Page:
• Learn and see more about comments in the top right of your doc, including suggest changes.

Format settings:

These can all be found in the column settings which can be found via the small down arrow next to the column name when you hover over the column title.
  • The column settings cover several features such as:
    • Freeze columns
    • Wrap text
    • Hide columns
    • Add description, etc.
  • Number formatting | Change column type to numbers then find “column options” in the column settings
    • Choose how to display your numbers, decimal places, and value for new rows
    • Check out Fill Values to get automatic calculations
  • Text formatting | Find/click on format or you can also highlight the text you want to adjust.
    • Change alignment, colors, headings, etc.
    • Expand certain settings within the text formatting to find bullet points, checkboxes, numbers, strikethrough, etc.
  • Conditional formatting | Find/click on format or go to table options

Data settings:

  • Sorting | column settings or table options
  • Filters | column settings or table options
    • Add a filter bar, set filter, or controls
  • Protecting sheet | Document settings in the gear icon look for Locking
  • Split text to column | column settings, open up formula builder

How to do common actions you’re used to:

  • Drag and autofill rows
    • Find the little blue dot and drag it down a column. AI will do the work for you.
    • You can also use the column options and try value for new rows or the fill value options and try the calculation builder to auto-populate what you need.
  • Pivot tables- try this instead
    • Use the Summarize feature and add data to your canvas. You can add lots and then try filtering what you need.
    • Try grouping clumps of similar items together, then add the summarize tool, then minimize your groups to only see the summary values.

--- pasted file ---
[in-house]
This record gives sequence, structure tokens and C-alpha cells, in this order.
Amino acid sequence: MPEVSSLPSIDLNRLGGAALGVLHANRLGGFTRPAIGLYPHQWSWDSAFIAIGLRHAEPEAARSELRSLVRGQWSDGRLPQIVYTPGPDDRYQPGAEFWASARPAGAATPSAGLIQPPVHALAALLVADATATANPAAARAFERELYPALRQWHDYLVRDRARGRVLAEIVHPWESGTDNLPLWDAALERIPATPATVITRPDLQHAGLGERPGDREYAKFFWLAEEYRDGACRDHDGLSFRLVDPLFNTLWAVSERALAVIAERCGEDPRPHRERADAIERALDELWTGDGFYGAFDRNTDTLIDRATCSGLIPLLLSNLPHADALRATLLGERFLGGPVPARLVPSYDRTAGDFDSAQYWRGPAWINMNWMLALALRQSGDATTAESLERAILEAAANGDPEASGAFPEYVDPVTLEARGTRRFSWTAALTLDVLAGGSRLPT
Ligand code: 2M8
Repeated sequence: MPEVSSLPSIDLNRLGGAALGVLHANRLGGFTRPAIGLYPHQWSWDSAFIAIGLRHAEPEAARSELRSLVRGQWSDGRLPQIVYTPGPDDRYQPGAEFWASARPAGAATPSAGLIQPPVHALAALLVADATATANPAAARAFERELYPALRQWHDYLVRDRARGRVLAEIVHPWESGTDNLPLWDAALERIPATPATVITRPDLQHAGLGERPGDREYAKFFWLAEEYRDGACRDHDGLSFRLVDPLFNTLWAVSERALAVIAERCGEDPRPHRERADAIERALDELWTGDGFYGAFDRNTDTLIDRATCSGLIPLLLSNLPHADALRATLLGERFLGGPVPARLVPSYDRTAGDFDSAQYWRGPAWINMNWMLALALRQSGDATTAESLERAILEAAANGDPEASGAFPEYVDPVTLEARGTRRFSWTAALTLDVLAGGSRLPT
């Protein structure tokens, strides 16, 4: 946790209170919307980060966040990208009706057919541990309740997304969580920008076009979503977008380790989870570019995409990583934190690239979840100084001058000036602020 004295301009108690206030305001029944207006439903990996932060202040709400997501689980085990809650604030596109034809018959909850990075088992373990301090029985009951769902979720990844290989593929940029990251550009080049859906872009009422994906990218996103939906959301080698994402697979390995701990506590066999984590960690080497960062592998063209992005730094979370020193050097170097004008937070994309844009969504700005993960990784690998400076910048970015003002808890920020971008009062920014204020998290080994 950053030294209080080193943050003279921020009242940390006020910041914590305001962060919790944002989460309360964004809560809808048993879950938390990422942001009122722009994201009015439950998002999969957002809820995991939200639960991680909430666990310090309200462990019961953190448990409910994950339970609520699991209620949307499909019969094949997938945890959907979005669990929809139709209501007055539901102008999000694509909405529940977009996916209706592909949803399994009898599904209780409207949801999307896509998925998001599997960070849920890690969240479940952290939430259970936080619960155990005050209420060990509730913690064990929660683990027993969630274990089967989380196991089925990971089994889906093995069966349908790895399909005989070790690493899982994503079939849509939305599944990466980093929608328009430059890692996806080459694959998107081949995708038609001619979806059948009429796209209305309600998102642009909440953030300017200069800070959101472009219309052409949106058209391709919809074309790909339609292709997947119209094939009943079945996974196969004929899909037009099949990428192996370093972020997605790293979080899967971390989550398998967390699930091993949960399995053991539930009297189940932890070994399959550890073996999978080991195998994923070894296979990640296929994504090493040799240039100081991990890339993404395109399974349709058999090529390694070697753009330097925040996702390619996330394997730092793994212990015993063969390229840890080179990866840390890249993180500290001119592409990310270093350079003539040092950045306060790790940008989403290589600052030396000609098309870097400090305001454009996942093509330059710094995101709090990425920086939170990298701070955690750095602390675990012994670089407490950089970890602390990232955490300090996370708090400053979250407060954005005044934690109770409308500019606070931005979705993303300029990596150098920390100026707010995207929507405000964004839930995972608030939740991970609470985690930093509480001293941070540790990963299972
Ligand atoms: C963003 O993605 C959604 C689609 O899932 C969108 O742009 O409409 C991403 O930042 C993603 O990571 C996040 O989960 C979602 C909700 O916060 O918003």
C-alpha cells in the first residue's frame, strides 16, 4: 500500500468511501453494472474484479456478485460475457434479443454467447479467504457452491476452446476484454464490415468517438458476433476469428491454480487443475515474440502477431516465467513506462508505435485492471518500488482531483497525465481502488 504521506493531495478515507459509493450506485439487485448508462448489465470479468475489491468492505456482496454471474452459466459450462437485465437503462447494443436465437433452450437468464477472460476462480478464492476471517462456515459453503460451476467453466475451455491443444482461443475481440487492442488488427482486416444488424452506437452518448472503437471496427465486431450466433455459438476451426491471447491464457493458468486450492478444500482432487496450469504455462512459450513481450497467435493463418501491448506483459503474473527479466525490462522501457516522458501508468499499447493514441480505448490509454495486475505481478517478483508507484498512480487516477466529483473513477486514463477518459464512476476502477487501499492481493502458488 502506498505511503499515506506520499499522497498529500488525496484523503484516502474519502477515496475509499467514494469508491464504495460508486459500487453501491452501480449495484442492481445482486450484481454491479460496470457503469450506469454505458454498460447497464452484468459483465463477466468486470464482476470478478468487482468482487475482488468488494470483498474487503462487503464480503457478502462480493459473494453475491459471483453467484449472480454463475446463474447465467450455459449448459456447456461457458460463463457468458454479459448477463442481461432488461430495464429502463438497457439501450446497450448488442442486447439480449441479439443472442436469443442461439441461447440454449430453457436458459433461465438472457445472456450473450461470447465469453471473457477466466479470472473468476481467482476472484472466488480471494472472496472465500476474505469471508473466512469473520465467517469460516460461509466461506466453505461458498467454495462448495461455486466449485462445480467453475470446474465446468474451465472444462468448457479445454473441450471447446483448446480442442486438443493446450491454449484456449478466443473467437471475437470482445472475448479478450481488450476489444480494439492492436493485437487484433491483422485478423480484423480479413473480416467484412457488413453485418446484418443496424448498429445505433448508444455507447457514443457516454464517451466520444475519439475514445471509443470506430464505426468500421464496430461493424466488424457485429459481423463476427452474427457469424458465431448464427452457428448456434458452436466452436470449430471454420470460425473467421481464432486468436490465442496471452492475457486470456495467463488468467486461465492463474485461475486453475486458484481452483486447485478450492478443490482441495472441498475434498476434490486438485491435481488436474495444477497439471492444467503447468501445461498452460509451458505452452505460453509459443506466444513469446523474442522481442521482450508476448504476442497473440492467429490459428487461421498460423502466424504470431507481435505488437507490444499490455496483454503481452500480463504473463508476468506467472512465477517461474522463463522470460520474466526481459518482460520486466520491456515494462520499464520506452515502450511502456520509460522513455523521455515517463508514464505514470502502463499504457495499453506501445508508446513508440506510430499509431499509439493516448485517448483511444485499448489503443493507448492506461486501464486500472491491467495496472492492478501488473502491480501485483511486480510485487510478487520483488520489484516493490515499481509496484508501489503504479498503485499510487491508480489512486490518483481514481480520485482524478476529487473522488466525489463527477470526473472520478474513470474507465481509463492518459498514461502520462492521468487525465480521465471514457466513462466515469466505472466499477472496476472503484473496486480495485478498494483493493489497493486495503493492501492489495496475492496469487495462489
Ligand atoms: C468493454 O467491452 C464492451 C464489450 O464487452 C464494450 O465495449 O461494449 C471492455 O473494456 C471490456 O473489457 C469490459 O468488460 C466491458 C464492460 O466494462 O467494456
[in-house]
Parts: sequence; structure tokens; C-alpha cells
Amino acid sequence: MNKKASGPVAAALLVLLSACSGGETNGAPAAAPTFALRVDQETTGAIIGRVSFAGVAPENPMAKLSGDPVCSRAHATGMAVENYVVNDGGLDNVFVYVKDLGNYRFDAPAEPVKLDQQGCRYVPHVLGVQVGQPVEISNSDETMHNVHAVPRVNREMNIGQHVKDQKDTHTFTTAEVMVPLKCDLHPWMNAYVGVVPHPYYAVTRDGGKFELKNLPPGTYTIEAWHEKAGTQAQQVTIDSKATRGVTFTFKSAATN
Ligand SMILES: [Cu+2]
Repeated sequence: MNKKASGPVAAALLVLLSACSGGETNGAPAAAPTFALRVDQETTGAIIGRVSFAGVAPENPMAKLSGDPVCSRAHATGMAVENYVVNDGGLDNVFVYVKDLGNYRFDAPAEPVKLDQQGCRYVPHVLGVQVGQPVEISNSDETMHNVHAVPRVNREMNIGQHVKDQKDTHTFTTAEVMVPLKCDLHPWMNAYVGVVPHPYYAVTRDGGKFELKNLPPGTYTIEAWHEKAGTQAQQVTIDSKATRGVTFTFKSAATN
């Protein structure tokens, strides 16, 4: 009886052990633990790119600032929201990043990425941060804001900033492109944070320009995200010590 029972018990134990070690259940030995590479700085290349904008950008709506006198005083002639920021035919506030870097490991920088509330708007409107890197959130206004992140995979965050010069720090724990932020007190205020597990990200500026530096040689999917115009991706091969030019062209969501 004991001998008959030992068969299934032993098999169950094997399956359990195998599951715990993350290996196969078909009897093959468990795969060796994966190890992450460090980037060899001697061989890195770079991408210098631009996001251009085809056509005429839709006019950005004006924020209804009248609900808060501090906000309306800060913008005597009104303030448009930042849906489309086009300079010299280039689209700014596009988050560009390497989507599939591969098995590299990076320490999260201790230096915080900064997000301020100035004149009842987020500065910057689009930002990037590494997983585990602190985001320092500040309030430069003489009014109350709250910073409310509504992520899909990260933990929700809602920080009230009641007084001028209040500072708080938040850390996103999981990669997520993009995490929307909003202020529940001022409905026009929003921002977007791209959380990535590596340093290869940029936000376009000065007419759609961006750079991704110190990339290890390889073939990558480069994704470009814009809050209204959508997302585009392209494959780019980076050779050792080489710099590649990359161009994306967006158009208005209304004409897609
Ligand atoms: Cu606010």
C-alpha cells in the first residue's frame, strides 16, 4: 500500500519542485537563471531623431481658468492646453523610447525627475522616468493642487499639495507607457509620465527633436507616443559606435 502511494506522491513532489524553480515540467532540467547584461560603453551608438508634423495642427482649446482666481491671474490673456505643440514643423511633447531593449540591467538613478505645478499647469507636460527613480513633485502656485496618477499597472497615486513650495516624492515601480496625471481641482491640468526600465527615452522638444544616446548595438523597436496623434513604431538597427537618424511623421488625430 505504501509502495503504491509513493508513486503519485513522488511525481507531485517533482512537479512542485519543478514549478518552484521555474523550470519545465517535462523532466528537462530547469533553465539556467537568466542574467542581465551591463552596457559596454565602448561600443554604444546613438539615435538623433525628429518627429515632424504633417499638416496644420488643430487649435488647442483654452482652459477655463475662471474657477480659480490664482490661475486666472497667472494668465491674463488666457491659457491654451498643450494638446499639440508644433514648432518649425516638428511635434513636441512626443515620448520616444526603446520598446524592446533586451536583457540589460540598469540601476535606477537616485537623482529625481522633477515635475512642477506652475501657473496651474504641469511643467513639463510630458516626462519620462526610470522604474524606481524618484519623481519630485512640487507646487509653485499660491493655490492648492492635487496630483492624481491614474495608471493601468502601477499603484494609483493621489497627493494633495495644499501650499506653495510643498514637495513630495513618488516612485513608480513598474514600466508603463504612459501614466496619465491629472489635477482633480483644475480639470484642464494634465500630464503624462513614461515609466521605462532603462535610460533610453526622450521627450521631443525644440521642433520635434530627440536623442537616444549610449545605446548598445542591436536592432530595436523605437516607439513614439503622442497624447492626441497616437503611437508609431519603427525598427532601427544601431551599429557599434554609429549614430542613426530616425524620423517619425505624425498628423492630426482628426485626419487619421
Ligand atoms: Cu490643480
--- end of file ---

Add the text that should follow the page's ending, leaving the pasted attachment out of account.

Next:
• Use a relational column and lean on that to summarize your data.
  • Combining two columns into one, like first name and last columns into full name.
    • Compose column type allows you to combine multiple columns and add text in-between if you’d like.
    • You can also use it for things like composing an email from the values of your row.
  • Adding formulas in a table
    • If you want to do things like change your text to lowercase (.lower()), get a user's picture from a people column (.picture()), extract month only from a date (.month()), etc. You will want to add an extra column and then add formula in the calculation builder. Then you’ll reference the column that has the data you want and add the formula you need. More on all of that here.
    • To find and replace data in tables you will use the substitute() formula.
  • Mail merge
  • Finding and deleting duplicates

Other table features we think you’ll love

  • Timeline (Gantt charts) and chart displays. Learn more.
  • Canvas column- take robust notes associated with a row. Great for note-taking. Learn more.
  • Buttons- add a button column to do things like add/modify rows or send Slack messages. Learn more.
  • Current user filter
    • Create personalized views for your team with only one table. Instead of making 30 separate subpages for them, why not add one that dynamically filters based on who you are?
  • AI- Ask AI to find action items in a new column or even summarize your entire table. Learn more.
  • Packs- integrate data from other tools like Salesforce, Snowflake, or Gmail to do it all in Coda.

How to start

You’ll start by adding a blank table, copying and pasting spreadsheets from another tool, or importing a CSV. To create a table from scratch or import, you’ll start by typing “/” in the canvas and type “table”. You’ll then see the option to create a blank table or import one. From there, you can rename the table title and the column name by simply clicking on the text you want to change. You can delete any of the columns and rows that appear and start adding your own. You’ll want to start exploring the wide variety of column types and settings available by hovering over each column title until the small down arrow appears. Click on that arrow. Click into the cell you want to type in, and you’re on your way!


Coda forms for Google users

Making forms in Coda